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Over the past years, many SAP customers have heavily extended and modified their SAP solutions. As a result, their core SAP solutions have accumulated a large share of custom code and a high number of modifications.

“We simply cannot use SAP innovations and new technologies out-of-the box.  It forces us to build more customized solutions on top of already customized solutions. It feels like a vicious circle.”

Does it sounds familiar? Keep on reading.

Even though the customers have been well aware of the problem, the attempts to resolve it fail more often than they succeeded. The reason behind it is twofold: first, there is little transparency on “how much modified” such a system is. Second, building a solid business case for a clean-up is rather difficult. The good news – there is a way out.

It all started not so long ago with a conversation we had with one of our customers:

“My system is 15 years old. You keep telling me it is highly customized, has thousands of modifications and hundreds of thousands custom code objects – we know that, thank you. We are spending lots of money on keeping the lights on; every enhancement pack takes huge effort. As you can imagine, green field is not an option. Neither can we afford a huge renovation project, which will last for years. Is there a better way? Can’t we just go business process by business process and fix it?”

That moment it became clear there was a need for a lean, repeatable, evidence-based method – plus a set of appropriate tools. We got to work. It would be wrong to say we have invented it all from scratch. Rather, it’s the combination of a few things about this approach that makes it work:

First, rather than following a bottom-up technical approach, the method puts the business process first. Second, instead of trying to revamp the solution as a whole, we focus on individual business processes such as Order-to-Cash or Procure-to-Pay, thereby maintaining a small, manageable scope for each mini-project. Third, we attack each business process from two angles: one is its “technical health” whilst the other is its efficiency, compliance and complexity reduction. Forth, we rely on tools to retrieve the “hard data” and to pinpoint the problems.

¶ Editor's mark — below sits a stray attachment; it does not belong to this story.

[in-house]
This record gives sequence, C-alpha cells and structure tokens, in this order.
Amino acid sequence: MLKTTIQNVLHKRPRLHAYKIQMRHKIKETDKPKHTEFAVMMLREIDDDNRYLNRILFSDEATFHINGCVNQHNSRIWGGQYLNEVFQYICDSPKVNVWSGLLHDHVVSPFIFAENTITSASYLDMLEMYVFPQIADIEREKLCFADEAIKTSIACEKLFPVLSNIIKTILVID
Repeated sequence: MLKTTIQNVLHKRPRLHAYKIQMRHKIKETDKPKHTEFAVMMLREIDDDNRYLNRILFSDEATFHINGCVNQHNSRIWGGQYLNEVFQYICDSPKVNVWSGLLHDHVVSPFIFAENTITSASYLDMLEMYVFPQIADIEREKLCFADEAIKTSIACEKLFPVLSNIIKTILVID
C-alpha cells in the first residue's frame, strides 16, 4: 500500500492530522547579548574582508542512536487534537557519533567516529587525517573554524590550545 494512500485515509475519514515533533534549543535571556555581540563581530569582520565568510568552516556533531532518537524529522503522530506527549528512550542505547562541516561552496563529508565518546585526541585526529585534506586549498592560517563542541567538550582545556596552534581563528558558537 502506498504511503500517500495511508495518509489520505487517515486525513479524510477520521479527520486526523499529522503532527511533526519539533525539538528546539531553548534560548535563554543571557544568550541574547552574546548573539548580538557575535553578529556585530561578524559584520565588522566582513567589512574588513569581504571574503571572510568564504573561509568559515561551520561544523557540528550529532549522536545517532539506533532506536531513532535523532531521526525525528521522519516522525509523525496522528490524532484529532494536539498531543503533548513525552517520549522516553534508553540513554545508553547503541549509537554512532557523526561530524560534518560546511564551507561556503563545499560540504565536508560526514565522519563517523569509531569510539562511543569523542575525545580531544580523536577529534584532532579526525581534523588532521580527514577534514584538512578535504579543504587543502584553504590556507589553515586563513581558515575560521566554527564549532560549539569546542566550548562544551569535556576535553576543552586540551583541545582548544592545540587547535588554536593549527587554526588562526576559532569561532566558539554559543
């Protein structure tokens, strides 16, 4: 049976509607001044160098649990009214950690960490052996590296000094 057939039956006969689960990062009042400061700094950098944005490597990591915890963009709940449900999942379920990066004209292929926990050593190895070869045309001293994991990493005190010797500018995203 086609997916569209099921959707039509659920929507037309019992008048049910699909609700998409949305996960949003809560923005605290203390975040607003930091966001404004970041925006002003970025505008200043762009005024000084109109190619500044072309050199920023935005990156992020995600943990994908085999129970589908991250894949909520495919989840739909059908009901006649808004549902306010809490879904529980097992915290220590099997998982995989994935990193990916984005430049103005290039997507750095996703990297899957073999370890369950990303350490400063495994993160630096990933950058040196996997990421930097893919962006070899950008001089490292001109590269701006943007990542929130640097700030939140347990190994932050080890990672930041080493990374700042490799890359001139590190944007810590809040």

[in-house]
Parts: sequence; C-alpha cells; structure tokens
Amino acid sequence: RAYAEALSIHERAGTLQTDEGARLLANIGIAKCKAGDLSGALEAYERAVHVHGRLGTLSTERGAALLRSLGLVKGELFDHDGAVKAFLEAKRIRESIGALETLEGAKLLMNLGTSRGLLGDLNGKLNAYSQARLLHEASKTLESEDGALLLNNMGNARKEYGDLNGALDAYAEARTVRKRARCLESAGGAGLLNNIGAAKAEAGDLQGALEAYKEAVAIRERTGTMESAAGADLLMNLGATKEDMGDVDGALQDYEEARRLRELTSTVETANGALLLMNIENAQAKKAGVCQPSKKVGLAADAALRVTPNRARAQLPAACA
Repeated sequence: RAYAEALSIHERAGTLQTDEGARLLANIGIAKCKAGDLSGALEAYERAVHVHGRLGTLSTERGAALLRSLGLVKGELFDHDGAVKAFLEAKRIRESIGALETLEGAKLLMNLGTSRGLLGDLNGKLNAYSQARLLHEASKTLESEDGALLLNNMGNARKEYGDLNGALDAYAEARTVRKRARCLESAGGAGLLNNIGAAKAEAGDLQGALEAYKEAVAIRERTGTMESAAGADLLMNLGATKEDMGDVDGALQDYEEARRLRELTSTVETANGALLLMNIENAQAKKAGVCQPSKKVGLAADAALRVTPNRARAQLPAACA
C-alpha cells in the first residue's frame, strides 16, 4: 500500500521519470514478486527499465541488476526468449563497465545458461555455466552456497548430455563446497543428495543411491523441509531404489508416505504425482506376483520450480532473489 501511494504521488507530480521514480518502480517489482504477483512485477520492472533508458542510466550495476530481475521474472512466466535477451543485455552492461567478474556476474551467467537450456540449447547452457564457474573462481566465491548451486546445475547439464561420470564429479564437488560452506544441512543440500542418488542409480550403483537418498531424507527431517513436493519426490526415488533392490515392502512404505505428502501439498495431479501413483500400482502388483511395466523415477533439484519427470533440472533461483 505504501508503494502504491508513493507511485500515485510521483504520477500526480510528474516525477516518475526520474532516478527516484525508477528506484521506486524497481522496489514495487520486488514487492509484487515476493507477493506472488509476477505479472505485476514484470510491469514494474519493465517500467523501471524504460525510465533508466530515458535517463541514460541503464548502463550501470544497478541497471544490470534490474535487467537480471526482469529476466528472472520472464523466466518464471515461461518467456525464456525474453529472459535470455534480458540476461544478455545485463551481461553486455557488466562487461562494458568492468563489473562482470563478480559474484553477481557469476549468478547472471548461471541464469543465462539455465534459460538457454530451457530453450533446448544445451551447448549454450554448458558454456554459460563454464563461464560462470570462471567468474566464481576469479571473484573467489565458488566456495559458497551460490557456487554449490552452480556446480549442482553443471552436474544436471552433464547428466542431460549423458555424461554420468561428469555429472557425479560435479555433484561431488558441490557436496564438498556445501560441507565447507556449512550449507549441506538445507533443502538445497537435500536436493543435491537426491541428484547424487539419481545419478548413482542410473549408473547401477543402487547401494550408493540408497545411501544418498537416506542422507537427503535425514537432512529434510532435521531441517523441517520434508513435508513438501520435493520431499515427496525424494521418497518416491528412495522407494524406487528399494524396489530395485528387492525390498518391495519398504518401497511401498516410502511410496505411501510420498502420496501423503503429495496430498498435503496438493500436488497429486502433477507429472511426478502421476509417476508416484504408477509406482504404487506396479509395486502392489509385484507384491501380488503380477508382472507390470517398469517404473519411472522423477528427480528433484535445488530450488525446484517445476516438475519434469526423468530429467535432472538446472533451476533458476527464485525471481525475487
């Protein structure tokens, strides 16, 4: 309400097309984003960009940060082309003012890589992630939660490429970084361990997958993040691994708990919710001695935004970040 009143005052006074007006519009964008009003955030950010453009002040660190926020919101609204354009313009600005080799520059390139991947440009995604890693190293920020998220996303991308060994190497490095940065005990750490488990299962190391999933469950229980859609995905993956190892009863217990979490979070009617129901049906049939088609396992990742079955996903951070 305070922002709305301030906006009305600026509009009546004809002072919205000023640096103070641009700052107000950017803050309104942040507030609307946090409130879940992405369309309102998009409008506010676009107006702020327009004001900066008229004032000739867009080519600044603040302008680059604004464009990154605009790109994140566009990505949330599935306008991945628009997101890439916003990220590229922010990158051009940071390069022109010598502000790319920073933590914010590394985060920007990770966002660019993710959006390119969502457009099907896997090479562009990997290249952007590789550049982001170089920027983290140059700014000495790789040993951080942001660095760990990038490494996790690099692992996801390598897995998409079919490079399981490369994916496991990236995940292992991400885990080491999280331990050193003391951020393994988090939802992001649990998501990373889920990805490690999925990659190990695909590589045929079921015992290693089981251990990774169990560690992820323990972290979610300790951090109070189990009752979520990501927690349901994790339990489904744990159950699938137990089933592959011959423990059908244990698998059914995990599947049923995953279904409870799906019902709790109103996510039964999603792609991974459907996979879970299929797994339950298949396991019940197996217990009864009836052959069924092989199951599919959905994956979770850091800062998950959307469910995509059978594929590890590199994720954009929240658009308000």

What is actually “SAP standard”?

Many de-customization initiatives declare as objective reducing the complexity and getting back to SAP standard. One thing that needs clarification here is the notion of “SAP Standard”. Arguably, there is no universally acknowledged definition for it. For our purpose, we define “SAP Standard” through the five principles below:

  • Standard process flow
  • Maximum usage of standard functionality offered by the solution
  • No modifications, no clones of SAP code
  • Custom code interfacing SAP through well-defined interfaces /  enhancement techniques
  • High quality custom code

Can your measure it?


While the first two items remain a topic for subject matter expert’s judgment, the others can be measured quite precisely. To achieve that, we employ the B2S Dashboard, which is a tools developed on top of the SAP Solution Manager functionality.  It collects the data from a number of sources, breaks it down to individual business process steps (e.g. transactions or reports) and translates it to metrics such as